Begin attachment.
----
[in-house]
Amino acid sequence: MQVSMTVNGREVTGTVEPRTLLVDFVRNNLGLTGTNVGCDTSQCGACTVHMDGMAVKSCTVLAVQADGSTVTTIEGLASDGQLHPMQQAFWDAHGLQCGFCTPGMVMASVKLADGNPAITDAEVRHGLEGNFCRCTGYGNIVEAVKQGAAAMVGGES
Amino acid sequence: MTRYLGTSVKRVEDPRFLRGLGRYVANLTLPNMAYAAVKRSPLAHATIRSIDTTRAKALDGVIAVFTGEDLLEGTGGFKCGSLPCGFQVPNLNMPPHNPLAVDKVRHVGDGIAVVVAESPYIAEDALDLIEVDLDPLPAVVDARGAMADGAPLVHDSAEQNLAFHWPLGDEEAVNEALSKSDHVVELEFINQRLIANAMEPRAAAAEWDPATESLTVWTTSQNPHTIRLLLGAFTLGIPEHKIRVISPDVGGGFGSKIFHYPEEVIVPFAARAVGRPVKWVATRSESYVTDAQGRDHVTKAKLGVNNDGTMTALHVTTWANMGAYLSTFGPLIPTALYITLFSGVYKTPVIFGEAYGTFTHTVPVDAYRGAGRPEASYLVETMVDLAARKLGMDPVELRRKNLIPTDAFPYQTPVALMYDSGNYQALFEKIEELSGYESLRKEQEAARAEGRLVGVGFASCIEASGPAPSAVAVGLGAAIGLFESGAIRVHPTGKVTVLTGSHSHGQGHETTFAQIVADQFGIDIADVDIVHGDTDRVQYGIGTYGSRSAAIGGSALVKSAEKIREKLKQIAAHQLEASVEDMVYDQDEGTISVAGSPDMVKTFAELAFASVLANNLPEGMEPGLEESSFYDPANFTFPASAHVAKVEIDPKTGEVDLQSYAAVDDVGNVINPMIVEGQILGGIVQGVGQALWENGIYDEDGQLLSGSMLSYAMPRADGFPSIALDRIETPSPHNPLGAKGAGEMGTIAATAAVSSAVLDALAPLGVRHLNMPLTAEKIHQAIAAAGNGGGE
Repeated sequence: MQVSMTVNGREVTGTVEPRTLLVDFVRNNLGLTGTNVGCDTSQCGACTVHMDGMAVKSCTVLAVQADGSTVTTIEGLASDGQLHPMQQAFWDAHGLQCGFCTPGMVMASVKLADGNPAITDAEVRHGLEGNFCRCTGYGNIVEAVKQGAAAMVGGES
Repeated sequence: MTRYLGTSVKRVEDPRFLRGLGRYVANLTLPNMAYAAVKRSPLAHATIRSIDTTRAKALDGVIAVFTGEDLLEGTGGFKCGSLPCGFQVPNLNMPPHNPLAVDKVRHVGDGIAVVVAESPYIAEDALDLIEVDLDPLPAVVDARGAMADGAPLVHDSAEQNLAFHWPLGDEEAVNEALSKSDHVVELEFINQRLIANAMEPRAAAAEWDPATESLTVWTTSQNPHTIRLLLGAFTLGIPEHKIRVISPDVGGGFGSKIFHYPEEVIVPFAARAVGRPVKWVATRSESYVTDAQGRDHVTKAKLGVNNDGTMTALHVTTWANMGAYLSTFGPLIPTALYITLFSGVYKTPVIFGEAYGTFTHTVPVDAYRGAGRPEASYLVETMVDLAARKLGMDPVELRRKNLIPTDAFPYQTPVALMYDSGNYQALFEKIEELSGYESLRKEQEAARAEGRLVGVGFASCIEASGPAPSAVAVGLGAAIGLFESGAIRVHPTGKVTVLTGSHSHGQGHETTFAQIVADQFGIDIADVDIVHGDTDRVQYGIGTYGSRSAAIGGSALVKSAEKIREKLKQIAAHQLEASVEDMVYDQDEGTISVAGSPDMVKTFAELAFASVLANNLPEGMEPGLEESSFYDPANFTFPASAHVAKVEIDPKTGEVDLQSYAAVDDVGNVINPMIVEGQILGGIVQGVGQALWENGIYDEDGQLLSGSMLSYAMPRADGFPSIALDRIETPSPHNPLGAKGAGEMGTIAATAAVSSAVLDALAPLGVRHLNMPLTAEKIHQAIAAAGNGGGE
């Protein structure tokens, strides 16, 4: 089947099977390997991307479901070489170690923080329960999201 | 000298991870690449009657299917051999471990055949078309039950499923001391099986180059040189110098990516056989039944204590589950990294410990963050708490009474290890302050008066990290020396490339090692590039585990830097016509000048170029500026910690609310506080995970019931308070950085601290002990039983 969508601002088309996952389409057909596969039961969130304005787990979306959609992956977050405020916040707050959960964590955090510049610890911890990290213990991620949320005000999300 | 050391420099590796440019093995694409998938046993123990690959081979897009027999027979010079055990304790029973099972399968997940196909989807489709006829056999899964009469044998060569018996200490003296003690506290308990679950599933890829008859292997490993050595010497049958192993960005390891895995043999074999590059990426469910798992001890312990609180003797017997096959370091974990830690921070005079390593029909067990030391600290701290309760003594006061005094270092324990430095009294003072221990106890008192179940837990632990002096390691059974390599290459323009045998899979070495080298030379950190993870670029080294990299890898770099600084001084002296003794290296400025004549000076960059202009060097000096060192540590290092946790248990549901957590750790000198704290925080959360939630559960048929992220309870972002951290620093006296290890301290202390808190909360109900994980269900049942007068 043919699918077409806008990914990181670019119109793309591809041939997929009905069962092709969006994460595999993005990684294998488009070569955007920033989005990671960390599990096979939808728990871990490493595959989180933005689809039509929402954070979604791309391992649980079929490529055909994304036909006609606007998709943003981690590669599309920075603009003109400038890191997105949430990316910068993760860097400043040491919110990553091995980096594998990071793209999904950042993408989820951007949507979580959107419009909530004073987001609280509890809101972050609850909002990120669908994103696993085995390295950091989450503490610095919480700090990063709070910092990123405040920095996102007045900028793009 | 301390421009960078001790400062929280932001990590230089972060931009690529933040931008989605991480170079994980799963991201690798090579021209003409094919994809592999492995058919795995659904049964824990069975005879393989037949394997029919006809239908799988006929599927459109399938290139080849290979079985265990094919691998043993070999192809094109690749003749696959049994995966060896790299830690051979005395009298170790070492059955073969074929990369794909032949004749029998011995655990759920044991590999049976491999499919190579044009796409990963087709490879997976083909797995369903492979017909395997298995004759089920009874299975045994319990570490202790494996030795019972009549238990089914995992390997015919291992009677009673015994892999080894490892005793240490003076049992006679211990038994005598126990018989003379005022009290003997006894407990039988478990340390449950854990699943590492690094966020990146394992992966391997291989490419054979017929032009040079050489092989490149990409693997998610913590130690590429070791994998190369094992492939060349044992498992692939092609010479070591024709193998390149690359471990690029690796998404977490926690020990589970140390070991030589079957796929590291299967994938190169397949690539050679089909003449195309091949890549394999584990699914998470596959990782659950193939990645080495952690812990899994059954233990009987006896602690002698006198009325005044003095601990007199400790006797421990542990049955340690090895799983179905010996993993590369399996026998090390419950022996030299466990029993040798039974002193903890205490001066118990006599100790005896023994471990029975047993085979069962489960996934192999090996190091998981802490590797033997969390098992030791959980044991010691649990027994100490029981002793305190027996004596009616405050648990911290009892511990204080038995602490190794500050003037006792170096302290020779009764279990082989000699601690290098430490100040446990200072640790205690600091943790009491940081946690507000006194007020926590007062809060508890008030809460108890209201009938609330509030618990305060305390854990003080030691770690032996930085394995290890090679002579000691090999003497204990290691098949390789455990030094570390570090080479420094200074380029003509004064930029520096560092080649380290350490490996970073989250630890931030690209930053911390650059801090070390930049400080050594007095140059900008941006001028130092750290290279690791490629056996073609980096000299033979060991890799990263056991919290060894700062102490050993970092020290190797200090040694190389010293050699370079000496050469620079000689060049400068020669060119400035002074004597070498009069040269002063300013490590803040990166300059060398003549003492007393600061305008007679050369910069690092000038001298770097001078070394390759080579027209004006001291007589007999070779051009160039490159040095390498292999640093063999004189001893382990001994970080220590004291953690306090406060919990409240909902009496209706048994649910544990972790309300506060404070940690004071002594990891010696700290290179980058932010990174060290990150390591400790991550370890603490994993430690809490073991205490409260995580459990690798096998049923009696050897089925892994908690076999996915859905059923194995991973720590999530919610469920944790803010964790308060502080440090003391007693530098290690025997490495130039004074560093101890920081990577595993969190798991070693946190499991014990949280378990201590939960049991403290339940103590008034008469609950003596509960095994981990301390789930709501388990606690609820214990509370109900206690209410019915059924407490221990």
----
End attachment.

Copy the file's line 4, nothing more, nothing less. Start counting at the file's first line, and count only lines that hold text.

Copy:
Repeated sequence: MQVSMTVNGREVTGTVEPRTLLVDFVRNNLGLTGTNVGCDTSQCGACTVHMDGMAVKSCTVLAVQADGSTVTTIEGLASDGQLHPMQQAFWDAHGLQCGFCTPGMVMASVKLADGNPAITDAEVRHGLEGNFCRCTGYGNIVEAVKQGAAAMVGGES